Barry Manilow finally gets his wish: a Broadway show
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Barry Manilow finally gets his wish: a Broadway show
From left: Steven Telsey, Sean Bell, Blake Roman, Danny Kornfeld, Zal Owen and Eric Peters in the musical “Harmony,” at the Barrymore Theatre in Manhattan, on Oct. 18, 2023. “Harmony,” which Barry Manilow composed with his longtime collaborator Bruce Sussman, follows the unlikely story of a sextet of 1930s singing and vaudevillian stars, torn apart by the rise of Nazism and World War II. (Sara Krulwich/The New York Times)

by Jesse McKinley

NEW YORK, NY.- Barry Manilow is superstitious.

Such a statement may come as a surprise to anyone familiar with the 80-year-old pop legend’s career, with decades of hits, endless Las Vegas residencies and international fame as a still-smooth crooner who wrote the songs that made the whole world sing.

Yet, there is one thing Manilow has always pined for that now inspires some irrational fears: a Broadway show.

For nearly 30 years, that goal has proved tantalizingly out of reach despite a labor of love: “Harmony,” a musical he composed with his longtime collaborator Bruce Sussman, the lyricist who also wrote the show’s book.

“Harmony,” which follows the unlikely story of a sextet of 1930s singing and vaudevillian stars — the Comedian Harmonists, torn apart by the rise of Nazism and World War II — is now scheduled to open Monday at the Ethel Barrymore Theater. Barring, of course, some cosmic catastrophe that both Manilow and Sussman joke about.

Sort of.

“We keep thinking the theater is going to get hit by a tornado,” Manilow joked over lunch in midtown Manhattan in September after their first day of rehearsal.

Sussman, 74, laughed along: “It’s got to be something.”

Not to jinx the opening, both men offer a “kinahora” — a Yiddish locution meaning “no evil eye.” It’s a dash of dark humor that is not completely unfounded, considering the tortuous route that “Harmony” has taken from page to the Barrymore’s stage. Sussman first conceived of the show in the early 1990s after seeing Eberhard Fechner’s 1977 documentary about the Harmonists in New York.

“I came out of there and went to a phone booth on Lafayette Street, and I called him and I started babbling away,” Sussman recalled. “And he said, ‘I’m in.’”

Both men were immediately intrigued by the story of a popular singing group (they had played Carnegie Hall, for instance, in 1933) that was destroyed by — and lost to — history. Half of the group was of Jewish descent, and the Nazi takeover of Germany would eventually silence them.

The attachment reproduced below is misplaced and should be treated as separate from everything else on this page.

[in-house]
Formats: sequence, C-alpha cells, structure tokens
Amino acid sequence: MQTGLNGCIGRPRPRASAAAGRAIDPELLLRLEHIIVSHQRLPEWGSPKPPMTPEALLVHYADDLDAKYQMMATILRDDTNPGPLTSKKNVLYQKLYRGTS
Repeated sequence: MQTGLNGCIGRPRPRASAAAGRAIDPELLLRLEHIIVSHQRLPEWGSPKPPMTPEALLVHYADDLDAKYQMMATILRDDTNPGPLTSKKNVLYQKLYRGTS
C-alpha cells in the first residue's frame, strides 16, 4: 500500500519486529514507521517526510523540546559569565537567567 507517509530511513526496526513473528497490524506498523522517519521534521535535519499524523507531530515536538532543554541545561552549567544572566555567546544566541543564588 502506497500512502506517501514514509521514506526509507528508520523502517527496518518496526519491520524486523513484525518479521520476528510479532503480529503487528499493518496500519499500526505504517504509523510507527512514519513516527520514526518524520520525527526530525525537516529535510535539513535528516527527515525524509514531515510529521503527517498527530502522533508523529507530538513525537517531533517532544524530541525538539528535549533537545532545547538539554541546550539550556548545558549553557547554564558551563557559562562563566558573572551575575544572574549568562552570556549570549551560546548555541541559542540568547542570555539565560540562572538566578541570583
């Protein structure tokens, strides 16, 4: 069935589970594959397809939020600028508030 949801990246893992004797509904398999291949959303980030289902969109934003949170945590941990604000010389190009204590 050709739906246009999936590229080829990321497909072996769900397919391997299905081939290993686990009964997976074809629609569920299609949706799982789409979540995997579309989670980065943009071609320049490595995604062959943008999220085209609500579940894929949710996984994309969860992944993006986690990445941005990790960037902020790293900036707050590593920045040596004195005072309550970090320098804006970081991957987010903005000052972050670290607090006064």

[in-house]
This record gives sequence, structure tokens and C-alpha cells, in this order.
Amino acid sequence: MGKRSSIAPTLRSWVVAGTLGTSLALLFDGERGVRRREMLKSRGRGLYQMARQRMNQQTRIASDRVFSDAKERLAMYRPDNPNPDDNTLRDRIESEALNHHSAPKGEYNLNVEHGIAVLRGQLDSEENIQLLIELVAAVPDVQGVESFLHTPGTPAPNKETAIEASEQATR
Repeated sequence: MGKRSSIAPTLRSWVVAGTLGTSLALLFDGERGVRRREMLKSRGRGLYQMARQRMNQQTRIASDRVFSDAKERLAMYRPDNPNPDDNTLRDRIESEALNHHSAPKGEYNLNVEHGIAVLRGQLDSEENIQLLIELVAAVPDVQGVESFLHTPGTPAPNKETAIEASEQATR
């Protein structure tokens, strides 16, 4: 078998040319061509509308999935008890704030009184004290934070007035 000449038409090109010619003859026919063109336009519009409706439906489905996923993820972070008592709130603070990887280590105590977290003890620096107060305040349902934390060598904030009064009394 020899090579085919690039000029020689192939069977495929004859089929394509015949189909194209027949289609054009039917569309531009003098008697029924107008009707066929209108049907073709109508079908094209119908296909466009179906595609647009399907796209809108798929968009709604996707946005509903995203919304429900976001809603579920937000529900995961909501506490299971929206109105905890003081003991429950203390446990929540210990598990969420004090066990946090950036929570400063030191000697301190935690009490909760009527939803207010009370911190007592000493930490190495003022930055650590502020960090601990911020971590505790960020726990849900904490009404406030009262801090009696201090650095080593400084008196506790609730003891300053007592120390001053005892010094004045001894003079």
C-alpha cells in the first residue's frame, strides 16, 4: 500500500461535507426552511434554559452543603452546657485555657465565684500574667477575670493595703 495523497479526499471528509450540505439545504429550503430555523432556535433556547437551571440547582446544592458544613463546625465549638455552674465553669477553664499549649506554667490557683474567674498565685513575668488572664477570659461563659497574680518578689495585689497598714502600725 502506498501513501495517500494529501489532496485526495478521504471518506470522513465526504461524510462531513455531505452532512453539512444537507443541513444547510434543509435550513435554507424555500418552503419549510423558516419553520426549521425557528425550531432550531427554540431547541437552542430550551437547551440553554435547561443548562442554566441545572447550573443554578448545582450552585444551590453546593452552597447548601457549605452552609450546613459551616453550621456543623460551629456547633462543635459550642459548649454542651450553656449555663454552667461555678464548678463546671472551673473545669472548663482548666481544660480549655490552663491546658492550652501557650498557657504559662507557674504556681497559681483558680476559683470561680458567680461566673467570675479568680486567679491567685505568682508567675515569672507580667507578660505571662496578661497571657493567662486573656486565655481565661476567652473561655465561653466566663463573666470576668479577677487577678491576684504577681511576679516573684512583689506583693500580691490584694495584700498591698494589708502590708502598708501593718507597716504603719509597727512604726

But the urge to compose a musical was also deeply seated in Manilow, who says he was never interested in pop music as a child in Brooklyn, when he was already a precocious musician, playing accordion and piano.

“It wasn’t interesting enough for me,” Manilow recalled, of pop. “I didn’t know what was on the Top 40. I was into jazz and Gerry Mulligan and Chet Baker. I was into classical music. And I was into Broadway scores.”

He added: “And I memorized every note from every one of those albums. And that started it off.”

Manilow played piano in bars, worked in the CBS mailroom and wrote a raft of jingles, something he says that taught him to write a “catchy melody in 15 seconds.” (He and Sussman, both of whom are Jewish, met in New York in the early 1970s.)

Still, Manilow says that it was his sudden pop stardom — beginning with ballads like “Mandy” and continuing with later earworm hits like “Copacabana (at the Copa),” which Sussman helped write — that somewhat sidetracked his desire to write for the stage, though Manilow did do a series of Broadway concerts over the years.

“You can either write, ‘I love you’ or ‘I miss you,’” Manilow said of his masterful Top 40 songcraft. “You go any further than that, you’re writing a Broadway song.”

Despite his superstardom — and yes, probably because of it — “Harmony” did debut at La Jolla Playhouse in San Diego in 1997, but got mixed reviews and failed to transfer. Still, interest in the show continued to percolate, including in 2003, when an out-of-town tryout in Philadelphia — before a planned Broadway run — suddenly evaporated when financial backing disintegrated.

More iterations followed: In 2013 and 2014, the show had runs in Atlanta and Los Angeles, where the Los Angeles Drama Critics Circle recognized the two men for their score. Again, producers expressed interest in Broadway, but deals fell apart, something Sussman seems remarkably measured about.